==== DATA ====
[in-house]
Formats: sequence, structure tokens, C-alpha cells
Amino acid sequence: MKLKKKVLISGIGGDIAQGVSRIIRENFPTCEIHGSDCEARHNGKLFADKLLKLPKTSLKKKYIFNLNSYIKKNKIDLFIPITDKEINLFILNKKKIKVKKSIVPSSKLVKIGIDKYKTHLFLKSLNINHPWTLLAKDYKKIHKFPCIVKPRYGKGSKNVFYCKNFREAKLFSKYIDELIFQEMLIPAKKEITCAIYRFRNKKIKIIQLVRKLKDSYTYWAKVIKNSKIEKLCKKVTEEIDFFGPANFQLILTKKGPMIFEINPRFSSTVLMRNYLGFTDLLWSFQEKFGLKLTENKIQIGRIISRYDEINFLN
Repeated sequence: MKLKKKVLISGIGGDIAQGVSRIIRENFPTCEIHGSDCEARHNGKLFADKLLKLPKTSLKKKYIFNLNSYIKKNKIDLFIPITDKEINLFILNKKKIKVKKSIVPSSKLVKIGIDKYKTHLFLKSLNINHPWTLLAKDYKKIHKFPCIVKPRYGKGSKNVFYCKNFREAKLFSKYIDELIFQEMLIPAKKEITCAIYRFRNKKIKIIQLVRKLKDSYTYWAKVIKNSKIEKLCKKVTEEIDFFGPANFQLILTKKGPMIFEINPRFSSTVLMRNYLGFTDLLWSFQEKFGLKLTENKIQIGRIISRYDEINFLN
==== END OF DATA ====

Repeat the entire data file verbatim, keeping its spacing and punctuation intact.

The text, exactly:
[in-house]
Formats: sequence, structure tokens, C-alpha cells
Amino acid sequence: MKLKKKVLISGIGGDIAQGVSRIIRENFPTCEIHGSDCEARHNGKLFADKLLKLPKTSLKKKYIFNLNSYIKKNKIDLFIPITDKEINLFILNKKKIKVKKSIVPSSKLVKIGIDKYKTHLFLKSLNINHPWTLLAKDYKKIHKFPCIVKPRYGKGSKNVFYCKNFREAKLFSKYIDELIFQEMLIPAKKEITCAIYRFRNKKIKIIQLVRKLKDSYTYWAKVIKNSKIEKLCKKVTEEIDFFGPANFQLILTKKGPMIFEINPRFSSTVLMRNYLGFTDLLWSFQEKFGLKLTENKIQIGRIISRYDEINFLN
Repeated sequence: MKLKKKVLISGIGGDIAQGVSRIIRENFPTCEIHGSDCEARHNGKLFADKLLKLPKTSLKKKYIFNLNSYIKKNKIDLFIPITDKEINLFILNKKKIKVKKSIVPSSKLVKIGIDKYKTHLFLKSLNINHPWTLLAKDYKKIHKFPCIVKPRYGKGSKNVFYCKNFREAKLFSKYIDELIFQEMLIPAKKEITCAIYRFRNKKIKIIQLVRKLKDSYTYWAKVIKNSKIEKLCKKVTEEIDFFGPANFQLILTKKGPMIFEINPRFSSTVLMRNYLGFTDLLWSFQEKFGLKLTENKIQIGRIISRYDEINFLN